Copyright 1998 - N.C. Administrative Office of the Courts


GEOFFREY P. SCHIMMECK and DEBORAH SCHIMMECK, Plaintiffs-

Appellants, v. THE CITY OF WINSTON-SALEM, Defendant-Appellee.

No. COA97-1311

(Filed 4 August 1998)

Employer and Employee--retirement--city police officer--not vested

The trial court properly granted summary judgment for defendant in an action by a city police officer for wrongful refusal to pay retirement benefits where the officer's retirement rights had not vested and thus there was no contractual obligation.

    Appeal by plaintiffs from order entered 15 August 1997 by Judge Peter M. McHugh in Forsyth County Superior Court. Heard in the Court of Appeals 14 May 1998.

    Randolph M. James for plaintiffs-appellants.

    Womble Carlyle Sandridge & Rice, by Gusti W. Frankel, for defendant-appellee.

    WYNN, Judge.

     The police department of the City of Winston-Salem hired Geoffrey P. Schimmeck as a sworn officer on 18 September 1989. Upon his employment, Schimmeck became a member of a mandatory retirement plan established under the Winston-Salem Police Officer's Retirement System .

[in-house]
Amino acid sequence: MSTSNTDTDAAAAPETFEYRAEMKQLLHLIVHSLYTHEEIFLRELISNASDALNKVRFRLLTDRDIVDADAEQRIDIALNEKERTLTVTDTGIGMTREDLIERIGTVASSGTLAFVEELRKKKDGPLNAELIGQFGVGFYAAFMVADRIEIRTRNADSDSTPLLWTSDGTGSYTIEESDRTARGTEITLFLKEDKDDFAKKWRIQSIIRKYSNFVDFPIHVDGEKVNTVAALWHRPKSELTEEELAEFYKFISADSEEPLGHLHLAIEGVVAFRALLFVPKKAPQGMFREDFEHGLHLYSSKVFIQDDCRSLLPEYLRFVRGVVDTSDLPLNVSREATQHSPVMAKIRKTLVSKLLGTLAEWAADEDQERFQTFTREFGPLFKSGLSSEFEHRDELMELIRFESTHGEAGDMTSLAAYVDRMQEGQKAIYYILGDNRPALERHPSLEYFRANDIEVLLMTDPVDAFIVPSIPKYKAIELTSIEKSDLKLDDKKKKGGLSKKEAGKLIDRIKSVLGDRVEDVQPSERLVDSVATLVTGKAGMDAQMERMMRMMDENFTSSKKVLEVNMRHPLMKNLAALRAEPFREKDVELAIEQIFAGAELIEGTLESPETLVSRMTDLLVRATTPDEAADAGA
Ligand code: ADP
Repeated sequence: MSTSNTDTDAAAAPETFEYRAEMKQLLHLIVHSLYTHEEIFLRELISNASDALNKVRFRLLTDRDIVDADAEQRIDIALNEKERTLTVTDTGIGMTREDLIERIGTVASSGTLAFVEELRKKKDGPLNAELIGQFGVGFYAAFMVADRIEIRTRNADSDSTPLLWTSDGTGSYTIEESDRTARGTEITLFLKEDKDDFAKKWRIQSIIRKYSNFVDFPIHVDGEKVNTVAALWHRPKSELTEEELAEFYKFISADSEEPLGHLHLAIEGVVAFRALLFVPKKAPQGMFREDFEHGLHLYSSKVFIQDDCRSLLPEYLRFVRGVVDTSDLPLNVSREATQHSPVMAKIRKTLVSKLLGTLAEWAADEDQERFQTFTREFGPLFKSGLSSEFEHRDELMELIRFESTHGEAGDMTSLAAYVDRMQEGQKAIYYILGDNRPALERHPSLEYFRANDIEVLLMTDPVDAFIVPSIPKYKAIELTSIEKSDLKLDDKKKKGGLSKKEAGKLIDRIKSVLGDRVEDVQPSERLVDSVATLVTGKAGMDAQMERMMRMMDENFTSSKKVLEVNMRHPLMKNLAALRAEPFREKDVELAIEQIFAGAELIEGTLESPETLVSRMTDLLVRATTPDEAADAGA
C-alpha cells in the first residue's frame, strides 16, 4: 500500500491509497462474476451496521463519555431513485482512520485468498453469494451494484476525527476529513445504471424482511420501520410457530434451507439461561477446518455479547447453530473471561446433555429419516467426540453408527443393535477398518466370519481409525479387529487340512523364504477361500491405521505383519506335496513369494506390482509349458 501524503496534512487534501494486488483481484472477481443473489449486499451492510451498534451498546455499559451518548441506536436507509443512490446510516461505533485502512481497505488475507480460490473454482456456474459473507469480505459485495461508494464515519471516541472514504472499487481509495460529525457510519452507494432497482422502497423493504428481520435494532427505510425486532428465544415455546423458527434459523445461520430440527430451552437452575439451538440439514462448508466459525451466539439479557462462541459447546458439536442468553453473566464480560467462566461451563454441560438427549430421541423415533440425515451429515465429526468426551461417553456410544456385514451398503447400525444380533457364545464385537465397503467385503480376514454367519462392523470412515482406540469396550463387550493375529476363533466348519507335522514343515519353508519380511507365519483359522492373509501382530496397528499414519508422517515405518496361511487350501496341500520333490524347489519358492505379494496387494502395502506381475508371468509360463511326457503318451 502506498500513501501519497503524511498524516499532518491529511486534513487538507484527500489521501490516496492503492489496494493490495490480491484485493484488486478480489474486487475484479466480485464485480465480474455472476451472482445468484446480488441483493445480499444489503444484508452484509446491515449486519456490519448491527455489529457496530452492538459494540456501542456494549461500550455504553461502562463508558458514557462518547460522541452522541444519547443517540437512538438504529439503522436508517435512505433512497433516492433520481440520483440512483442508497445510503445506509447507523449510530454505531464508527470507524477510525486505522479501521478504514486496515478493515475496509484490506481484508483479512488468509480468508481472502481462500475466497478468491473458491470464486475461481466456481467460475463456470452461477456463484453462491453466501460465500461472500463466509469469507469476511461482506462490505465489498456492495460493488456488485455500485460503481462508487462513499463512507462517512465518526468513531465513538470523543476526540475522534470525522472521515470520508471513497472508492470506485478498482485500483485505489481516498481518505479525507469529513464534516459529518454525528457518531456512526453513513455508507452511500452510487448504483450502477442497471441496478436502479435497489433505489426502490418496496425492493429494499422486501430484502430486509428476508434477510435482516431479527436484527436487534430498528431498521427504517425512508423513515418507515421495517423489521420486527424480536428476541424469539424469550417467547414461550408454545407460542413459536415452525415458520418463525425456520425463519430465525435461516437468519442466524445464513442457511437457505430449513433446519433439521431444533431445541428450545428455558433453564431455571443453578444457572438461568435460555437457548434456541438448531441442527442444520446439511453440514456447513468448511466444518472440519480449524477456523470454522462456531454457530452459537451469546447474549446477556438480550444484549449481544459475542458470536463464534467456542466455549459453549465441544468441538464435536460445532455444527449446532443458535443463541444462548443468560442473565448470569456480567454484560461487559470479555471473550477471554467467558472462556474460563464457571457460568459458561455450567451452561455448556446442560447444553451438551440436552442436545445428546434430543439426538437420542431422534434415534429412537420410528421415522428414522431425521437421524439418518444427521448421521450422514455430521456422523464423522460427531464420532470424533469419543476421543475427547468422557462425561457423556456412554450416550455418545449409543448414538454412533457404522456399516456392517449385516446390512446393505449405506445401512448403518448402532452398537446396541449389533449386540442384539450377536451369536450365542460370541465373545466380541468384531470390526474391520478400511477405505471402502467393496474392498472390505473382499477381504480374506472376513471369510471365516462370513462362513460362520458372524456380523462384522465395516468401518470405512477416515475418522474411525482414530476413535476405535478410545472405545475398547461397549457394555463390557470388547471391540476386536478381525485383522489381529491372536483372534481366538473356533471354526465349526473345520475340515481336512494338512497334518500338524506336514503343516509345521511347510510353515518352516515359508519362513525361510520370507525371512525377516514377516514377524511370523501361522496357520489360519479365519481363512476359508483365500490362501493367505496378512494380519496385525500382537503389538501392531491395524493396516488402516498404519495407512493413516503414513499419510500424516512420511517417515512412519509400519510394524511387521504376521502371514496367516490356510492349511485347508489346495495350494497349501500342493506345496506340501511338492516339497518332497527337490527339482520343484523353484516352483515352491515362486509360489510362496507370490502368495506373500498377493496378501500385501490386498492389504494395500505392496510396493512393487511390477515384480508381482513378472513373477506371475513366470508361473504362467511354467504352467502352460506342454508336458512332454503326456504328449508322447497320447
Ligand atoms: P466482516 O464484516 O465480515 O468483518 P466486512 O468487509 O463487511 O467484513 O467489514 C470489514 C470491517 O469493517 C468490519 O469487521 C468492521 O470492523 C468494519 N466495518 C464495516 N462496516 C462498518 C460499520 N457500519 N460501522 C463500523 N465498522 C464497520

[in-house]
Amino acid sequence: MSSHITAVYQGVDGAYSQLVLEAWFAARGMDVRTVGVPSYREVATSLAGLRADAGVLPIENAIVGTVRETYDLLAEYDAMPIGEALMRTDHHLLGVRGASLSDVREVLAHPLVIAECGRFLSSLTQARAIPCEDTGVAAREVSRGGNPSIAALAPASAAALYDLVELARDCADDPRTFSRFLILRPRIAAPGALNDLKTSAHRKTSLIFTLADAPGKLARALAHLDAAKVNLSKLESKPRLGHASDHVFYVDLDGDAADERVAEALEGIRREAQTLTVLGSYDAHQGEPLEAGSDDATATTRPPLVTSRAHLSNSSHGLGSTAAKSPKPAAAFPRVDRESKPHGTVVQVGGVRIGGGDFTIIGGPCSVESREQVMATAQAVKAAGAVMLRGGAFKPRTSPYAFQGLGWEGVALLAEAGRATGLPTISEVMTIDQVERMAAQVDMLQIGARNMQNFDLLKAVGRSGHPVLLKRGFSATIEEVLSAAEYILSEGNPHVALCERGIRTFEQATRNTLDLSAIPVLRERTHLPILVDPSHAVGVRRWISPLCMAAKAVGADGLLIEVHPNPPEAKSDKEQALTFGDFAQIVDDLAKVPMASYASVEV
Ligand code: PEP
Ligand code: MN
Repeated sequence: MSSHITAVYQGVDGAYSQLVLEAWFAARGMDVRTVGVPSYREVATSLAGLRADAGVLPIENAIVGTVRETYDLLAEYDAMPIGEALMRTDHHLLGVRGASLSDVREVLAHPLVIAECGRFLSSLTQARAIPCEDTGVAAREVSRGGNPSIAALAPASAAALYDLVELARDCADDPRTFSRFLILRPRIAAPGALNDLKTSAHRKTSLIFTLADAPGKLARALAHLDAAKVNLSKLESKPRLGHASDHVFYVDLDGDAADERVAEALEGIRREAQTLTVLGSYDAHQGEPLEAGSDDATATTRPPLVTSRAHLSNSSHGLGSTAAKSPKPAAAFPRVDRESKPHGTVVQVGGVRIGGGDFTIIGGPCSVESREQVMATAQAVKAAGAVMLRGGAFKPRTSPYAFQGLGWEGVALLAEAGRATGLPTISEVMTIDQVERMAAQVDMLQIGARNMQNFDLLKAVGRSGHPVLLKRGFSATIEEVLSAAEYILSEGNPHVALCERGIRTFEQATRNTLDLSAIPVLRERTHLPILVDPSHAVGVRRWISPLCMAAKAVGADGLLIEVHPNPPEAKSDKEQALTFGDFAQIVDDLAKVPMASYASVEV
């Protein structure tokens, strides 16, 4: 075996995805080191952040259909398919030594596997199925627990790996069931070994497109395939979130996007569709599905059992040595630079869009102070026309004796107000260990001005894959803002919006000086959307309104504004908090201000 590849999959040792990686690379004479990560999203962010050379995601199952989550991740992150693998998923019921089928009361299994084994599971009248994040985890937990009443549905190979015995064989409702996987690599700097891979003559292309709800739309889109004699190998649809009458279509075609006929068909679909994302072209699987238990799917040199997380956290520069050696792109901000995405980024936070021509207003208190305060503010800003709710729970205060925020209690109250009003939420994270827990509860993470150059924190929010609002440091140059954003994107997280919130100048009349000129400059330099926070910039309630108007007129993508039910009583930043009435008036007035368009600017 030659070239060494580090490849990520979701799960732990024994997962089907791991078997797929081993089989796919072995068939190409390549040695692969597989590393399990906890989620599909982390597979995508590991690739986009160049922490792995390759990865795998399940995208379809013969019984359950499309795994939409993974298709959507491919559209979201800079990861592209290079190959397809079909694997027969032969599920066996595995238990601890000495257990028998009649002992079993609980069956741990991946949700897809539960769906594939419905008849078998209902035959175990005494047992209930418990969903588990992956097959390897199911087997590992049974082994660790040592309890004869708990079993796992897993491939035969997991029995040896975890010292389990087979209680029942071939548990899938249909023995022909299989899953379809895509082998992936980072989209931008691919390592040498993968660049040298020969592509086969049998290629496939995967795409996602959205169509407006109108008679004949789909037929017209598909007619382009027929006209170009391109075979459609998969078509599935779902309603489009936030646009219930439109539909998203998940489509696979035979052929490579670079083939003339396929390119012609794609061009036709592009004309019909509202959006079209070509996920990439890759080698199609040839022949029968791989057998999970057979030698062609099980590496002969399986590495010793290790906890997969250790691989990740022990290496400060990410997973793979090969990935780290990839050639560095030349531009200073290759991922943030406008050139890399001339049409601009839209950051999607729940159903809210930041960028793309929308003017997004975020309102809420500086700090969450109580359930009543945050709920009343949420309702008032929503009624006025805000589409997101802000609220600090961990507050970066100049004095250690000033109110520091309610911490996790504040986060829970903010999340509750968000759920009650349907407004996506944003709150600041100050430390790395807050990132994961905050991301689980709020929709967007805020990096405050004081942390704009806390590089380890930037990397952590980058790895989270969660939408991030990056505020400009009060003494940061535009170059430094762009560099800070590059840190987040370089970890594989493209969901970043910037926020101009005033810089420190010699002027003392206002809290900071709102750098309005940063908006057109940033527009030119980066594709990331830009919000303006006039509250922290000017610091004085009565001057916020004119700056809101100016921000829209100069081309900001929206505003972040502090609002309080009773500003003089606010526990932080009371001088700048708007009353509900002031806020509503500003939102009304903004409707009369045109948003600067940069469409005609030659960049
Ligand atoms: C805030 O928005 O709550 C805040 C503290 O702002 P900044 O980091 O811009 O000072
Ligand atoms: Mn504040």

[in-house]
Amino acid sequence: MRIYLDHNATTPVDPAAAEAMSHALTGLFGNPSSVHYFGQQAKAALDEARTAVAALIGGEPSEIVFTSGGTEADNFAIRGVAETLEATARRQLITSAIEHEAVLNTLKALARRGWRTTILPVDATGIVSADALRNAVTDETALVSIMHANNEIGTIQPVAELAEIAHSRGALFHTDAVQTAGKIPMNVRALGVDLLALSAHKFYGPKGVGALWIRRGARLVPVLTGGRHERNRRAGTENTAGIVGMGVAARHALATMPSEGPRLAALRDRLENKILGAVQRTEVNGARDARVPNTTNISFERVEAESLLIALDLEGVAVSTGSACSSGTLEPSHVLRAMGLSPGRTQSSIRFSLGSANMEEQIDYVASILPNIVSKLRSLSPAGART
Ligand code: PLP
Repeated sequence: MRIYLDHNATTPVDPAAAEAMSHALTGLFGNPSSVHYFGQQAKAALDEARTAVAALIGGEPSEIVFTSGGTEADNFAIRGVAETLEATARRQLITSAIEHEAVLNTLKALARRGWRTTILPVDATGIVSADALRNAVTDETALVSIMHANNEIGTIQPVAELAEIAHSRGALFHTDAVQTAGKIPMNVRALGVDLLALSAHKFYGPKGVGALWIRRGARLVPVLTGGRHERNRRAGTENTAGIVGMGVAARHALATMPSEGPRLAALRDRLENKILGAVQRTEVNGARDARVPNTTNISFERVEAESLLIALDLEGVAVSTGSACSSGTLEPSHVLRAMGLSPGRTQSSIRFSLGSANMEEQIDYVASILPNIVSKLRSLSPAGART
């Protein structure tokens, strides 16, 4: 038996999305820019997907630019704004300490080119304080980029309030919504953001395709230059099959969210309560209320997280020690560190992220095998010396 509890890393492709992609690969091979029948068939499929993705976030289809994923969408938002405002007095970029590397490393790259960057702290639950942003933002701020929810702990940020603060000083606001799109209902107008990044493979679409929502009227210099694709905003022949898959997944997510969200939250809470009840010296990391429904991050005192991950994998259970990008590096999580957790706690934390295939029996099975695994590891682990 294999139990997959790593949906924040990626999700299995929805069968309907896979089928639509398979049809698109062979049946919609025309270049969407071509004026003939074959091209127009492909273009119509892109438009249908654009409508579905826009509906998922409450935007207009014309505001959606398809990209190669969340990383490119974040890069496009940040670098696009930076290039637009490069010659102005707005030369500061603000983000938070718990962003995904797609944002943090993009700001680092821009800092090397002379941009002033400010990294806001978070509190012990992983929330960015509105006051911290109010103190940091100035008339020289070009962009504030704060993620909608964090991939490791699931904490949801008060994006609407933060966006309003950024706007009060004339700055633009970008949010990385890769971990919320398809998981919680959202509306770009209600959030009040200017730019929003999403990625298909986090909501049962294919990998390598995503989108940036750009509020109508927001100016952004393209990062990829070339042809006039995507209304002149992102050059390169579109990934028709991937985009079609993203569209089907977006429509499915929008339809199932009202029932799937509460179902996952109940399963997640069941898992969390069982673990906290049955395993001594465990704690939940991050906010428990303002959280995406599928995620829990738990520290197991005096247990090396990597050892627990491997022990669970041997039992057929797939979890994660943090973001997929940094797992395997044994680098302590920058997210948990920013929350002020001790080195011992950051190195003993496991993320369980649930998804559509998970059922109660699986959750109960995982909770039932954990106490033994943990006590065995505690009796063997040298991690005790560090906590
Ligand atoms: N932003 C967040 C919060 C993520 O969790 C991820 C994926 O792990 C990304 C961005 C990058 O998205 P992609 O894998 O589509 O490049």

As adopted in 1977, the plan provided that "If prior to his normal retirement date and after a period of at least five (5) years of creditable service . . . a member becomes permanently disabled to the extent that he is unable to perform satisfactorily the services and duties required of him by the city, he shall be retired . . . ." However, on 20 August 1990, less than a year after hiring Schimmeck, the Board of Alderman of Winston-Salem amended the retirement plan. Section 15-56(g) of the amended plan authorized the police department to transfer disabled employees from their current duties to other positions within the department.

        Upon the recommendation of the police chief and/or the personnel director, subject to the review and recommendation of the retirement commission to the city manager, an employee disabled for purposes of sworn employment may be transferred to other sworn and nonsworn duties within the police department.

    In December 1991, Schimmeck injured his right knee in the line of duty. After undergoing surgery and physical therapy, Schimmeck returned to work on light duty until March 1993, when he reinjured his knee while on the way to work. The reinjury left him unable to perform as a sworn police officer.